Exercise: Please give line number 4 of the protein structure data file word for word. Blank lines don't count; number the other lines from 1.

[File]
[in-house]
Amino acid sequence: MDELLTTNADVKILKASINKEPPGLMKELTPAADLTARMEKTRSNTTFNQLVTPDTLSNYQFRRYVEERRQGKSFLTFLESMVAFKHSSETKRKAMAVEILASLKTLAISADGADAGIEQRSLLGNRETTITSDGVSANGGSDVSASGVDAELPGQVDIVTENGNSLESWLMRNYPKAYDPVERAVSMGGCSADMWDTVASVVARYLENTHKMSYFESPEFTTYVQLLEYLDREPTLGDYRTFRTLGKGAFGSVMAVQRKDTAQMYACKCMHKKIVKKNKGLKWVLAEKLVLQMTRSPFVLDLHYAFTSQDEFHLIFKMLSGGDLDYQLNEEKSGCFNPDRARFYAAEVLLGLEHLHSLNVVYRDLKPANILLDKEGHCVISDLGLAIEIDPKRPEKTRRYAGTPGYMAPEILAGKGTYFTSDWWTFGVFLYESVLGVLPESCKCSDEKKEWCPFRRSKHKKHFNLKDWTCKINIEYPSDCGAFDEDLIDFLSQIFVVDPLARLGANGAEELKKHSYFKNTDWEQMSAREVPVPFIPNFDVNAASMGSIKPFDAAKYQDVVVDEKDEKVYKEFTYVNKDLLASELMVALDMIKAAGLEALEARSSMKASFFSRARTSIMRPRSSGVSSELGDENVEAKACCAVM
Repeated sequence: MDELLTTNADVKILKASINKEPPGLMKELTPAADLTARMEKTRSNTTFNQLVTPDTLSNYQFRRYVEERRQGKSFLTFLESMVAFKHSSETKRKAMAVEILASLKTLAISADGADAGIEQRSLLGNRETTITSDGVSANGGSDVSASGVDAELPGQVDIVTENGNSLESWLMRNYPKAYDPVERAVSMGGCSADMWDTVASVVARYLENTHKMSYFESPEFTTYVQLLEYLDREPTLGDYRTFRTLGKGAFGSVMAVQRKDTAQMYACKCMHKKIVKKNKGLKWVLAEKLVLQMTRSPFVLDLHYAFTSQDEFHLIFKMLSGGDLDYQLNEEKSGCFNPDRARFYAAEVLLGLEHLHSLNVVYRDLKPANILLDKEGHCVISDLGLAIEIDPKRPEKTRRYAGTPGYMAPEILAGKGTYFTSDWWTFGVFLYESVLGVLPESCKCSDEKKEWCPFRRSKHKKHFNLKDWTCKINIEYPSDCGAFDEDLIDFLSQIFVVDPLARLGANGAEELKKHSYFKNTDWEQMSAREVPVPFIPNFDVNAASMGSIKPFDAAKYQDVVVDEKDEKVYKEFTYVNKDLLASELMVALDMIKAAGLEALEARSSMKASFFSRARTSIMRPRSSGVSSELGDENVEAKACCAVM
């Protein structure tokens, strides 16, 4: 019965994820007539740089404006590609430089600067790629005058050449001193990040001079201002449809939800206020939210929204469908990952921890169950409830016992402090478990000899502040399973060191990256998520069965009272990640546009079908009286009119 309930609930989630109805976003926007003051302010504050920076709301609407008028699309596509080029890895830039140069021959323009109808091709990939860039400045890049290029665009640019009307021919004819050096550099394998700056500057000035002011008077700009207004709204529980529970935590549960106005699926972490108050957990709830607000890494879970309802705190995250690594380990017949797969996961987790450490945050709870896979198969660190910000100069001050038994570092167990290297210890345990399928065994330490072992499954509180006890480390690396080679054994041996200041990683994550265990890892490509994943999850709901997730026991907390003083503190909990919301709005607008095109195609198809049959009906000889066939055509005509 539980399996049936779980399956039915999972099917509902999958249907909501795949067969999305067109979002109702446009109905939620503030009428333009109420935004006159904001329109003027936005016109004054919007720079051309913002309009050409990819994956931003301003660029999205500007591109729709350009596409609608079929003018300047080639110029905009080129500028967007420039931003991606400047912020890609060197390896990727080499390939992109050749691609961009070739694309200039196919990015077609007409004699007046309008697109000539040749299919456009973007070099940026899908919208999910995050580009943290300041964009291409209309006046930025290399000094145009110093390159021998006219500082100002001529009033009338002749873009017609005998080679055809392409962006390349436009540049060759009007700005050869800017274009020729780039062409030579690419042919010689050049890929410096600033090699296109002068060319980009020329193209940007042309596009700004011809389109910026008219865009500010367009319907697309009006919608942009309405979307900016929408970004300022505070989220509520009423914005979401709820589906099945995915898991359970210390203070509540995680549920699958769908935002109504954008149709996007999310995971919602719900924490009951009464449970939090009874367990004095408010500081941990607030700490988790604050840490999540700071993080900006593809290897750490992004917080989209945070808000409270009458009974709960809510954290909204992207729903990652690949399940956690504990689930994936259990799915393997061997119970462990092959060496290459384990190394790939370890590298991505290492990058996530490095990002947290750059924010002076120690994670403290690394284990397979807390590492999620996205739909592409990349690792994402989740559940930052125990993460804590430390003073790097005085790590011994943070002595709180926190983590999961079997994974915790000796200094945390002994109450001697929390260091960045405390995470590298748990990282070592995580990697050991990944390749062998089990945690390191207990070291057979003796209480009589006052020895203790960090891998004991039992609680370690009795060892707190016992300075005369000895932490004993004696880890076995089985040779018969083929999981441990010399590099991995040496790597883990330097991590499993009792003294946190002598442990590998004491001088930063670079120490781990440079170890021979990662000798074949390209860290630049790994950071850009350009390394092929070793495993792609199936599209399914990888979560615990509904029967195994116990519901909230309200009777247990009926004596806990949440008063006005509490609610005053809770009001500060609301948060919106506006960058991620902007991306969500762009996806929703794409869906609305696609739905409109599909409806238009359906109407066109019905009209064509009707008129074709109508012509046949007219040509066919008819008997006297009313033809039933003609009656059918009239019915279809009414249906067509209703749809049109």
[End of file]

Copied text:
């Protein structure tokens, strides 16, 4: 019965994820007539740089404006590609430089600067790629005058050449001193990040001079201002449809939800206020939210929204469908990952921890169950409830016992402090478990000899502040399973060191990256998520069965009272990640546009079908009286009119 309930609930989630109805976003926007003051302010504050920076709301609407008028699309596509080029890895830039140069021959323009109808091709990939860039400045890049290029665009640019009307021919004819050096550099394998700056500057000035002011008077700009207004709204529980529970935590549960106005699926972490108050957990709830607000890494879970309802705190995250690594380990017949797969996961987790450490945050709870896979198969660190910000100069001050038994570092167990290297210890345990399928065994330490072992499954509180006890480390690396080679054994041996200041990683994550265990890892490509994943999850709901997730026991907390003083503190909990919301709005607008095109195609198809049959009906000889066939055509005509 539980399996049936779980399956039915999972099917509902999958249907909501795949067969999305067109979002109702446009109905939620503030009428333009109420935004006159904001329109003027936005016109004054919007720079051309913002309009050409990819994956931003301003660029999205500007591109729709350009596409609608079929003018300047080639110029905009080129500028967007420039931003991606400047912020890609060197390896990727080499390939992109050749691609961009070739694309200039196919990015077609007409004699007046309008697109000539040749299919456009973007070099940026899908919208999910995050580009943290300041964009291409209309006046930025290399000094145009110093390159021998006219500082100002001529009033009338002749873009017609005998080679055809392409962006390349436009540049060759009007700005050869800017274009020729780039062409030579690419042919010689050049890929410096600033090699296109002068060319980009020329193209940007042309596009700004011809389109910026008219865009500010367009319907697309009006919608942009309405979307900016929408970004300022505070989220509520009423914005979401709820589906099945995915898991359970210390203070509540995680549920699958769908935002109504954008149709996007999310995971919602719900924490009951009464449970939090009874367990004095408010500081941990607030700490988790604050840490999540700071993080900006593809290897750490992004917080989209945070808000409270009458009974709960809510954290909204992207729903990652690949399940956690504990689930994936259990799915393997061997119970462990092959060496290459384990190394790939370890590298991505290492990058996530490095990002947290750059924010002076120690994670403290690394284990397979807390590492999620996205739909592409990349690792994402989740559940930052125990993460804590430390003073790097005085790590011994943070002595709180926190983590999961079997994974915790000796200094945390002994109450001697929390260091960045405390995470590298748990990282070592995580990697050991990944390749062998089990945690390191207990070291057979003796209480009589006052020895203790960090891998004991039992609680370690009795060892707190016992300075005369000895932490004993004696880890076995089985040779018969083929999981441990010399590099991995040496790597883990330097991590499993009792003294946190002598442990590998004491001088930063670079120490781990440079170890021979990662000798074949390209860290630049790994950071850009350009390394092929070793495993792609199936599209399914990888979560615990509904029967195994116990519901909230309200009777247990009926004596806990949440008063006005509490609610005053809770009001500060609301948060919106506006960058991620902007991306969500762009996806929703794409869906609305696609739905409109599909409806238009359906109407066109019905009209064509009707008129074709109508012509046949007219040509066919008819008997006297009313033809039933003609009656059918009239019915279809009414249906067509209703749809049109």